July 20, 2003

Offering a unique perspective on what it takes to ‘make it’.Ask ten people whether the typical Israeli has courage and the immediate reply would be, “Yes.” Ask the same ten people to describe “the Israeli personality,” and you’re likely to hear words like, “tough, resourceful, blunt, skeptical, abrupt, proud, self-assured, loud, clever, arrogant.” At least, that’s what the research on cultural differences shows.

Ask ten people to describe the personality of the typical engineer/entrepreneur or scientific thought-leader, in Israel or elsewhere in the world, and you’d be likely to hear many of the same words. Do these over-achieving thought-leaders have courage? Most people would say, “Of course.”

Courage like this may create great ideas and great technology, but it isn’t enough to create a great company. That’s the lesson that technical and scientific thought-leaders get when they work with our faculty and our advisors at The Courage Institute. Being the sharpest and most aggressive problem-solver may take you to the top, but it won’t keep you at the top – and it won’t enlarge the base of support that you need to scale up your enterprise or to play in the big leagues with big-league customers, big-league investors and big-league joint venture partners.

As immigrants to Israel, we couldn’t have found a better laboratory for sharpening our insights about courage than what we’ve found in Israeli society. On the street, true courage is the uniquely Israeli behavior that we see when a stranger needs help getting up the stairs, when someone makes an obvious mistake or when there’s something suspicious on the sidewalk. Sure, at times it has a bit of a sharp edge. People assume that you have a tough skin and that you can roll with the punches. But if there’s a genuine need and an opportunity to contribute to the greater good, people are ‘out there’ to tell you what should be done or just pitch in and do it.

In Hebrew, true courage literally means “strength of heart.” It’s different from chutzpah. It draws other people in and lifts them to a higher level than the one they might have chosen for themselves. It acknowledges, or allays, their concerns. It respects their dignity and challenges them to “get on with it.”

In our new book, The Courage to Act, we describe the practices that build real courage, not chutzpah, in business and technical teams. We show how teams with purpose, will, rigor, risk and candor outperform those who lack one or more of these inner strengths. Like our Courage Institute programs, this book is written for leaders at all levels in world-class organizations outside Israel and focuses on the realities that test courage in project teams and in managing organizational change. It doesn’t explicitly focus on the Israeli experience, but it does reflect an Israeli perspective on what it takes to “make it” when the going gets tough.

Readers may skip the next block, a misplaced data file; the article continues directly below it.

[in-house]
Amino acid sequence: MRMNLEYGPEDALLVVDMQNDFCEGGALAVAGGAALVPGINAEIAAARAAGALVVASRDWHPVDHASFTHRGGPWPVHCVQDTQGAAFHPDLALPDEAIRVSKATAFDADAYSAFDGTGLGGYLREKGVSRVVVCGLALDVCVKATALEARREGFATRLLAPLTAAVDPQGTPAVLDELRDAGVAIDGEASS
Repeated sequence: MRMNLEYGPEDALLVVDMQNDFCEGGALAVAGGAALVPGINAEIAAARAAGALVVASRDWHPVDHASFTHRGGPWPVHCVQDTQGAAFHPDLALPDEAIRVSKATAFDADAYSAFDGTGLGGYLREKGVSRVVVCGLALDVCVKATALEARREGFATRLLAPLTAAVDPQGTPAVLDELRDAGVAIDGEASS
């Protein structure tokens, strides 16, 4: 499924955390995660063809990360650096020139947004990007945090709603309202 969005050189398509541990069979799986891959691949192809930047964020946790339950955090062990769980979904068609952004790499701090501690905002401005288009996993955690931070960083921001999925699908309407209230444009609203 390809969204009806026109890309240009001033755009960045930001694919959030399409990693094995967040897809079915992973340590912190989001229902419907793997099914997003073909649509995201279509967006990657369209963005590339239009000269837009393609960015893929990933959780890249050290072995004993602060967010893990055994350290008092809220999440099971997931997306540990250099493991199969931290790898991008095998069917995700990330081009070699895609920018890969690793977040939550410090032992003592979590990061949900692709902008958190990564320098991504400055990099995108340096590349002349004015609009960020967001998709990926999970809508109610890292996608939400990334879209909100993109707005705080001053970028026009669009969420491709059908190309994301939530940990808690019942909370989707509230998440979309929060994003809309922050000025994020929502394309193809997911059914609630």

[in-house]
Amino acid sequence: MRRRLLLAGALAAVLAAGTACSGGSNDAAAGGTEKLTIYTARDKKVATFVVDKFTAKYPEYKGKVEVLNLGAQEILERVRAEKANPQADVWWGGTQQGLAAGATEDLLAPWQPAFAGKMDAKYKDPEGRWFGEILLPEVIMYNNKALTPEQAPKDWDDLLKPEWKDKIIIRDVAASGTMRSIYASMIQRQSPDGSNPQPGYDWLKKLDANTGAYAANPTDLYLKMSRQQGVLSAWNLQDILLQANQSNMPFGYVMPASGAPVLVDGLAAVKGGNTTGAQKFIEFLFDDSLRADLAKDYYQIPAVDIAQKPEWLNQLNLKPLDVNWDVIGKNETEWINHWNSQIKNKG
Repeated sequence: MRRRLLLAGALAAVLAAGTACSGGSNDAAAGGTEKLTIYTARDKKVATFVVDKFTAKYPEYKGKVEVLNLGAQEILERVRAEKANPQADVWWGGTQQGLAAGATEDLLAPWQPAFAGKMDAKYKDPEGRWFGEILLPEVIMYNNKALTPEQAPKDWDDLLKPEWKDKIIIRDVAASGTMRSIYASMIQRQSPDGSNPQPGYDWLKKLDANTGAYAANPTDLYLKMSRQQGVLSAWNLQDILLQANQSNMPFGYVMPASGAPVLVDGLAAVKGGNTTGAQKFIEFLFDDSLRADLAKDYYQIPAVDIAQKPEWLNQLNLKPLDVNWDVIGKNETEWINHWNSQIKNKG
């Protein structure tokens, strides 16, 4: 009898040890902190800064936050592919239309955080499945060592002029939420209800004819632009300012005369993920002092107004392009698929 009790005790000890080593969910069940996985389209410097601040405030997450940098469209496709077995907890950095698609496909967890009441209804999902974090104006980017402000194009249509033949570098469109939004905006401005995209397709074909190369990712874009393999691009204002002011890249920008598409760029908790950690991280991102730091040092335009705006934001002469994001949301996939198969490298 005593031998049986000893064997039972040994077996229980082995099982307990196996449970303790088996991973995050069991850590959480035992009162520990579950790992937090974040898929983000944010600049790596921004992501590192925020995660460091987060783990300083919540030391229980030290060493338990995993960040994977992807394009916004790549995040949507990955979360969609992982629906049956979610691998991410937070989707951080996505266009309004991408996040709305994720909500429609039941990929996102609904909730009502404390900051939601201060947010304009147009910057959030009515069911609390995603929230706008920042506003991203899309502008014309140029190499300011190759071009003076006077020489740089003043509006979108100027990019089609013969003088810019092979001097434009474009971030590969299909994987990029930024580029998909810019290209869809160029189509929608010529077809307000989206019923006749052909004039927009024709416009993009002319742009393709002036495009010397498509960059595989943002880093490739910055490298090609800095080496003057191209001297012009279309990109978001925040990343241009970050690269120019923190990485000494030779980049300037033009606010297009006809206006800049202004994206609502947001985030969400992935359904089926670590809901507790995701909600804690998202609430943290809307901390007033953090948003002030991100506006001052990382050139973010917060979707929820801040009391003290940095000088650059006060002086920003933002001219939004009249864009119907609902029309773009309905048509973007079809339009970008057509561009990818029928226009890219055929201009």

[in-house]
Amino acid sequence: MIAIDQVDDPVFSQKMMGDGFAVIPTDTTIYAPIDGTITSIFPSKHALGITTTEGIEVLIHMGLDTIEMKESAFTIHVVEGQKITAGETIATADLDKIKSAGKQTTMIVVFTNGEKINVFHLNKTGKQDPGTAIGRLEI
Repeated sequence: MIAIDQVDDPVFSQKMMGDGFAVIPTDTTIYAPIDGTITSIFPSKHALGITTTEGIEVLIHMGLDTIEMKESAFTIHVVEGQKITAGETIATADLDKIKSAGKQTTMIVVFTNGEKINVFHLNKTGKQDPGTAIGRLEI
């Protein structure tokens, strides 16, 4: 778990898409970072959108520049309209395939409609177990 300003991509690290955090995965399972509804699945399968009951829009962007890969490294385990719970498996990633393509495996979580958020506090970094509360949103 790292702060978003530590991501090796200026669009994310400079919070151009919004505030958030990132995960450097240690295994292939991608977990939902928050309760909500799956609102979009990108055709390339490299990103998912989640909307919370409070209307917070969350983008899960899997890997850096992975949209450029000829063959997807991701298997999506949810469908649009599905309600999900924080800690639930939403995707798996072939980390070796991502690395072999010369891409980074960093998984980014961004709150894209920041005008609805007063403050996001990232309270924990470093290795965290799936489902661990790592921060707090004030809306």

In business, true courage is reflected in what we call “The Five Courage Factors:”

** Purpose: The courage to pursue lofty and audacious goals.

** Will: The courage to inspire hope, spirit and enthusiasm.

** Rigor: The courage to invent best practices and make them “stick”.

** Risk: The courage to empower others and invest in trustworthy relationships.

** Candor: The courage to speak and hear the truth.

We developed the five courage factors by watching what happens when a team or organization encounters adversity, and comparing the actions of teams who rise to the challenge with those who take the easy way out. Our research on courage began many years before we arrived in Israel as new immigrants. We saw teams with The Five Courage Factors outperform teams who “took what fate had in store for them” when they were selling in a tough economy or a competitive marketplace. Teams with The Five Courage Factors found technical solutions that eluded their low-courage colleagues.

Our Israeli colleagues get a funny look on their face when they hear an American immigrant talk about courage – especially when “real courage” is described in broken Hebrew with a thick American accent. “What do you know about tough times?” we’ve been asked. “Or about dealing with real adversity? When were you tested under fire?”

Of course, you don’t have to be in an army uniform to have your courage tested. All you have to face is fear, whether it’s real or imagined. All you have to encounter is adversity, when the bar is set higher than you can comfortably reach. At these moments of truth, and dozens of others, it may feel like we’re backed into a corner. But those with courage know they have a choice. They choose to act with purpose, will, rigor, risk and candor – rather than taking the easy way out. They achieve extraordinary results and, even more, build a foundation to sustain a track record of accomplishment.

The fears, adversities and temptations in Israel are, indeed, different from those that we encountered when we lived in North America – or the fears that our clients still encounter as they face conflict, uncertainty, ethical dilemmas, or when they have to balance corporate politics with business success.

But courage isn’t about what we?re afraid of. It’s about how we deal and master fear. Israel’s first prime minister David Ben Gurion said courage is a unique form of knowledge. It’s knowing how to fear what we ought to fear and how not to fear what we ought not fear. And that knowledge – to live on the edge, thrive and stay true to your vision and your principles, in spite of the fact that you’re painfully aware that you’re living on the edge – IS uniquely and distinctively Israeli. Fortunately, as we’ve shown at The Courage Institute, this also a knowledge that can be taught and learned – and can have a dramatic impact on the success that a project team or an entire organization achieves.

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Jason Harris

Jason Harris

Executive Director

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